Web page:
This is a really excellent article on the use of cinematography and how it is used in film to affect audience perception and create specific emotion - I’m a big (if very amateur and self-taught) fan of good cinematography myself. But actually I found it is also quite useful and interesting to read and think about in terms of how we present scenes in fiction, how we use words and characters as viewpoints for the reader and how this affects how they read our work.
I was having a conversation with Spicedpiano about this today, about how I tend to think of the POV character as a film camera and how this affects the reader and how I tell the story, and this article really ties in with that. The analogy would be something like this - when I want to convey emotion, I go for a close-up shot that tells us a lot about how they’re feeling because we’re right inside their head. When I don’t want us to know what they’re thinking, I would go for a shot taken from further away, the camera looking in on them from outside. And when I want half-and-half the camera is on their shoulder instead of in their head, so I am seeing what they see without being so intimate with the character.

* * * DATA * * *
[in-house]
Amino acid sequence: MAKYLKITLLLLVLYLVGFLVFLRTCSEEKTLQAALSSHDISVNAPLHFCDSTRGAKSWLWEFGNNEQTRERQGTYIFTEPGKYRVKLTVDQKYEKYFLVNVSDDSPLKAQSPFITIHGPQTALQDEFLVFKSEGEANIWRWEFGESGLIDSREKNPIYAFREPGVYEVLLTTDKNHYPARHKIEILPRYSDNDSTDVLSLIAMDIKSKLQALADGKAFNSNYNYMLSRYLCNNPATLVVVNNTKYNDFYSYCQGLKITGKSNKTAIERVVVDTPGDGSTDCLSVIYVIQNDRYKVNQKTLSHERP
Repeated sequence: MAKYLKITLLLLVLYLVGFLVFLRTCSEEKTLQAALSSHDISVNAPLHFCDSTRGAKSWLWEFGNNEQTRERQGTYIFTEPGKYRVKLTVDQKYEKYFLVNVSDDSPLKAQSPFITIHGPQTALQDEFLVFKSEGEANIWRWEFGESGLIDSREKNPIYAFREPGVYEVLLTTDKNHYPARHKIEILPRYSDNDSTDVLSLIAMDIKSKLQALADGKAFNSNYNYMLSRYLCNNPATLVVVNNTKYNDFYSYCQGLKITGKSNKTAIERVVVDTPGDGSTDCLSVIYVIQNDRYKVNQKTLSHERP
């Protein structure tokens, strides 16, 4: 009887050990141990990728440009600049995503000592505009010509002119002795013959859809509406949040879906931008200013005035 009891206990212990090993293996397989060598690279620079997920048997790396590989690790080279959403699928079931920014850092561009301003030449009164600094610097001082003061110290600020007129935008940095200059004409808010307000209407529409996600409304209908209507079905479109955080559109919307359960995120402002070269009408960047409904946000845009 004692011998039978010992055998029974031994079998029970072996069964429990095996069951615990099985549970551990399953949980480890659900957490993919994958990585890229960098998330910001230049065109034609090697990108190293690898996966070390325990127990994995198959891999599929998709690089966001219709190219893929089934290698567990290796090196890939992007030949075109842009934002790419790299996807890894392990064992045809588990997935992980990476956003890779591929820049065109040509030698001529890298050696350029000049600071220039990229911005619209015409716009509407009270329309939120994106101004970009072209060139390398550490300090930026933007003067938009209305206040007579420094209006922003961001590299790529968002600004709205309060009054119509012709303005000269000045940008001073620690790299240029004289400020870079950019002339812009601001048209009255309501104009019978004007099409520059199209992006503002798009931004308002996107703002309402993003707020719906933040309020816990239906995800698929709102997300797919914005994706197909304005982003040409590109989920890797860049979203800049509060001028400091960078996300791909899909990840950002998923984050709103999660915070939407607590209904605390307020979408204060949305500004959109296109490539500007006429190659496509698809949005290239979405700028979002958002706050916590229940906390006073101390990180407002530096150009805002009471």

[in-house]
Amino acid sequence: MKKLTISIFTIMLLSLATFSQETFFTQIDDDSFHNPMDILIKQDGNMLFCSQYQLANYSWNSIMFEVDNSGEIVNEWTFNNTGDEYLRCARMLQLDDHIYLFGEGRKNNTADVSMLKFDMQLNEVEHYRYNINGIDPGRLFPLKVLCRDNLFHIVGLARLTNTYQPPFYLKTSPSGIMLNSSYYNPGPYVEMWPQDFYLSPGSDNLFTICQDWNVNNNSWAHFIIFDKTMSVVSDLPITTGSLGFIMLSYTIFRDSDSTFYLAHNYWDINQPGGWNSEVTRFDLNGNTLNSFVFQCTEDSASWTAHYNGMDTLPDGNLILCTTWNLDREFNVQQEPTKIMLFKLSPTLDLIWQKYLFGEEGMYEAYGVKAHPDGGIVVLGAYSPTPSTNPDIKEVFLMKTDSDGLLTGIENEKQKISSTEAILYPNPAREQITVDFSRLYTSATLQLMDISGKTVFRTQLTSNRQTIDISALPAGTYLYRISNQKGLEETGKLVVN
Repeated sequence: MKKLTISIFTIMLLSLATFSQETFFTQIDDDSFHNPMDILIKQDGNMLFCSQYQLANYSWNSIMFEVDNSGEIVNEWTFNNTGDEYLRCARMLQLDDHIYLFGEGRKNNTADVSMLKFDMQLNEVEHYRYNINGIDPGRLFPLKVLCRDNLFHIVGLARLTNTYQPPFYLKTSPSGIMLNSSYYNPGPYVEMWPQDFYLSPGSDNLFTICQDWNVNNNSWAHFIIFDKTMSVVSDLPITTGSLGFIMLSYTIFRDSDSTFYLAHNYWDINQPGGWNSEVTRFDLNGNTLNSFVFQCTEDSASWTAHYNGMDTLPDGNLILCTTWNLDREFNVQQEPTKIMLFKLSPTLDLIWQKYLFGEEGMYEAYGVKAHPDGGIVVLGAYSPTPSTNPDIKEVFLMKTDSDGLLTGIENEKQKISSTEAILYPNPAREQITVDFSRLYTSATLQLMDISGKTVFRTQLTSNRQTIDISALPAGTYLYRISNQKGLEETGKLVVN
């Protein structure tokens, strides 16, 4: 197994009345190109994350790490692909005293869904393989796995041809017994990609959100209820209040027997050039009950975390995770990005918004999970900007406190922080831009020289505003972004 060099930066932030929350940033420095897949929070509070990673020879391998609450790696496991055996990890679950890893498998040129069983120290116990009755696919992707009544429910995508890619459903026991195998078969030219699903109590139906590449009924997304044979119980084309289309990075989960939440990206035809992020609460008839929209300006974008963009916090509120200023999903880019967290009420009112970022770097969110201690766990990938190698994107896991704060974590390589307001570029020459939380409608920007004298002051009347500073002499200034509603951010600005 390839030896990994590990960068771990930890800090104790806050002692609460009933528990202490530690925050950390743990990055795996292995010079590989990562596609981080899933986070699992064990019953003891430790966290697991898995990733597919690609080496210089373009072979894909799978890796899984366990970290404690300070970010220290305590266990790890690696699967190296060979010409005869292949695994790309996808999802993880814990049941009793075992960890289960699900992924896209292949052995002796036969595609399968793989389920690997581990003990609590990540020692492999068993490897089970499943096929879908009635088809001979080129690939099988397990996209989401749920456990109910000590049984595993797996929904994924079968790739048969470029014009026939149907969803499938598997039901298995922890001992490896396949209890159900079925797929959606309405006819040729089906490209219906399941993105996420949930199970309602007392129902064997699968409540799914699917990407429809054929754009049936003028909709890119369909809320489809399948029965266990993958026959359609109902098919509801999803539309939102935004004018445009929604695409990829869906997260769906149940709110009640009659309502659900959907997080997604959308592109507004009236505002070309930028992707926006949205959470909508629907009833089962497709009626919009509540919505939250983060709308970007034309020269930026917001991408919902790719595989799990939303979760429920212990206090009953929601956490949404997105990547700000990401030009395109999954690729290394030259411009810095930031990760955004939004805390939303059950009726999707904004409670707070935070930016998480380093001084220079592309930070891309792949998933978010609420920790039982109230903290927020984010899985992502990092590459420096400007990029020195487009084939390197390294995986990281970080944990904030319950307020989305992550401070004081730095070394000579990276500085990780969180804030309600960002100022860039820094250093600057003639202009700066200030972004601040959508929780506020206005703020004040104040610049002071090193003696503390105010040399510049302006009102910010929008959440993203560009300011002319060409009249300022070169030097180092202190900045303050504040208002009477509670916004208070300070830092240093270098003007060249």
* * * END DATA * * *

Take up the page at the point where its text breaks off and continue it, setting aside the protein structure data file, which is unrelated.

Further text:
For me this way of thinking about it helps me understand how to present the details and the story, and the way I use the viewpoint (the camera) to show those makes a huge difference to how they’re interpreted. I figured other people might be interested in having a read.
FYI, the article is in all caps (Film Critic Hulk does his reviews as if he were the Hulk) which makes it a bit hard to read, but really do persevere - it’s totally worth it.